The Social-Ecological Model: A Framework for Prevention
CDC’s goal is to stop violence before it begins. Prevention requires understanding the factors that influence violence. CDC uses a four-level social-ecological model to better understand violence and the effect of potential prevention strategies.
This model considers the complex interplay between individual, relationship, community, and societal factors. It allows us to understand the range of factors that put people at risk for violence or protect them from experiencing or perpetrating violence. The overlapping rings in the model illustrate how factors at one level influence factors at another level.
Besides helping to clarify these factors, the model also suggests that in order to prevent violence, it is necessary to act across multiple levels of the model at the same time. This approach is more likely to sustain prevention efforts over time and achieve population-level impact.
The first level identifies biological and personal history factors that increase the likelihood of becoming a victim or perpetrator of violence. Some of these factors are age, education, income, substance use, or history of abuse. Prevention strategies at this level promote attitudes, beliefs, and behaviors that prevent violence. Specific approaches may include conflict resolution and life skills training, social-emotional learning, and safe dating and healthy relationship skill programs.
The second level examines close relationships that may increase the risk of experiencing violence as a victim or perpetrator. A person’s closest social circle-peers, partners and family members-influences their behavior and contribute to their experience. Prevention strategies at this level may include parenting or family-focused prevention programs and mentoring and peer programs designed to strengthen parent-child communication, promote positive peer norms, problem-solving skills and promote healthy relationships.
The third level explores the settings, such as schools, workplaces, and neighborhoods, in which social relationships occur and seeks to identify the characteristics of these settings that are associated with becoming victims or perpetrators of violence. Prevention strategies at this level focus on improving the physical and social environment in these settings (e.g., by creating safe places where people live, learn, work, and play) and by addressing other conditions that give rise to violence in communities (e.g., neighborhood poverty, residential segregation, and instability, high density of alcohol outlets).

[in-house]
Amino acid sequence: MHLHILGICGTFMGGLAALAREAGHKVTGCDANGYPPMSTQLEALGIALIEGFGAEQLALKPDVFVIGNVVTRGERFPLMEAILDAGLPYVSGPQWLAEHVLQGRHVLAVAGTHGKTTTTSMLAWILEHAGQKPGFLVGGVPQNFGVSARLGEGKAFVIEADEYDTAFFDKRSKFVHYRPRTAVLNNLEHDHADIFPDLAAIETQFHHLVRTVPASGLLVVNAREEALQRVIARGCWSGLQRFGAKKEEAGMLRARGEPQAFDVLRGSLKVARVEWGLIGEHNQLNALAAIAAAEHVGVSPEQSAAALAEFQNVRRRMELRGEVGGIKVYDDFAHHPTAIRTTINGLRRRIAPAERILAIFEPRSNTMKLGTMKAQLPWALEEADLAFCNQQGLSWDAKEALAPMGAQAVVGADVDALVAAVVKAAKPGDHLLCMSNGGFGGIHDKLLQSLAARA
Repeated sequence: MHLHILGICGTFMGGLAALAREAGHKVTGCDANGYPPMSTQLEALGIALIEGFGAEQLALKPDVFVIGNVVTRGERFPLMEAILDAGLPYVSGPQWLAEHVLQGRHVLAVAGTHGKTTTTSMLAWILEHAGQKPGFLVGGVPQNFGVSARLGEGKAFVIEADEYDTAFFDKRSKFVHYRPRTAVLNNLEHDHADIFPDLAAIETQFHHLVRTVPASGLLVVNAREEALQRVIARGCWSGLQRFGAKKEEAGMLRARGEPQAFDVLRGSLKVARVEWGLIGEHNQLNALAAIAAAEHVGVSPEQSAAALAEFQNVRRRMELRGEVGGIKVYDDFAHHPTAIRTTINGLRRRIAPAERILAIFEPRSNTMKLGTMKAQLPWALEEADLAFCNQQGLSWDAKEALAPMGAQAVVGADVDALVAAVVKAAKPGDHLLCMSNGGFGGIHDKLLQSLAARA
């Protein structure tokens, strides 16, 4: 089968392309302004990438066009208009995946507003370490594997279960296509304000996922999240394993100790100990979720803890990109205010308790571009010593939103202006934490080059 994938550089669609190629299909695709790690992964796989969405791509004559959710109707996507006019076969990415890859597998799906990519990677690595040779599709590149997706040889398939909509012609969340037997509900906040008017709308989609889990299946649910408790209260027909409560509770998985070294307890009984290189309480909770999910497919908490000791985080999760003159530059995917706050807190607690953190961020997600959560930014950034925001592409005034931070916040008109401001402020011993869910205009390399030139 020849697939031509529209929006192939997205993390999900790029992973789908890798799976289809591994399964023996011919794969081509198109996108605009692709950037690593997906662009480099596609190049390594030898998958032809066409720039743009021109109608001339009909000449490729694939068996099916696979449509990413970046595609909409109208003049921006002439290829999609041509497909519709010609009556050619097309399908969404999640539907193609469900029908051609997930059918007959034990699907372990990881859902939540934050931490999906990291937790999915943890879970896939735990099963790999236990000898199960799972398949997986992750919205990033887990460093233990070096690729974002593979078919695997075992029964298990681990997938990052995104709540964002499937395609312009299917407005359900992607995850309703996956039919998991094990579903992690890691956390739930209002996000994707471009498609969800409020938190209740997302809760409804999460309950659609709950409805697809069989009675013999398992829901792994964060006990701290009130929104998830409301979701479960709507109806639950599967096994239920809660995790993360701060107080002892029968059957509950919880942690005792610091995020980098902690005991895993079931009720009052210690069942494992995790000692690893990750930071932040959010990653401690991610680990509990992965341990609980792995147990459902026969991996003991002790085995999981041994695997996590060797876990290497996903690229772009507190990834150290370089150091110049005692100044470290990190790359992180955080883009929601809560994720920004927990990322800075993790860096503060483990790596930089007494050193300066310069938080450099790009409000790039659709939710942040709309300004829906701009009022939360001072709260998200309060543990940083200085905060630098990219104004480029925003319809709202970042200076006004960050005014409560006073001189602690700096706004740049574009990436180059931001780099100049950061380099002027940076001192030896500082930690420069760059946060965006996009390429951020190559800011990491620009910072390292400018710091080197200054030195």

The fourth level looks at the broad societal factors that help create a climate in which violence is encouraged or inhibited. These factors include social and cultural norms that support violence as an acceptable way to resolve conflicts. Other large societal factors include the health, economic, educational, and social policies that help to maintain economic or social inequalities between groups in society. Prevention strategies at this level include efforts to promote societal norms that protect against violence as well as efforts to strengthen household financial security, education and employment opportunities, and other policies that affect the structural determinants of health.
Reference: Dahlberg LL, Krug EG. Violence: a global public health problem. In: Krug E, Dahlberg LL, Mercy JA, Zwi AB, Lozano R, eds. World Report on Violence and Health.
Geneva, Switzerland: World Health Organization; 2002:1-21.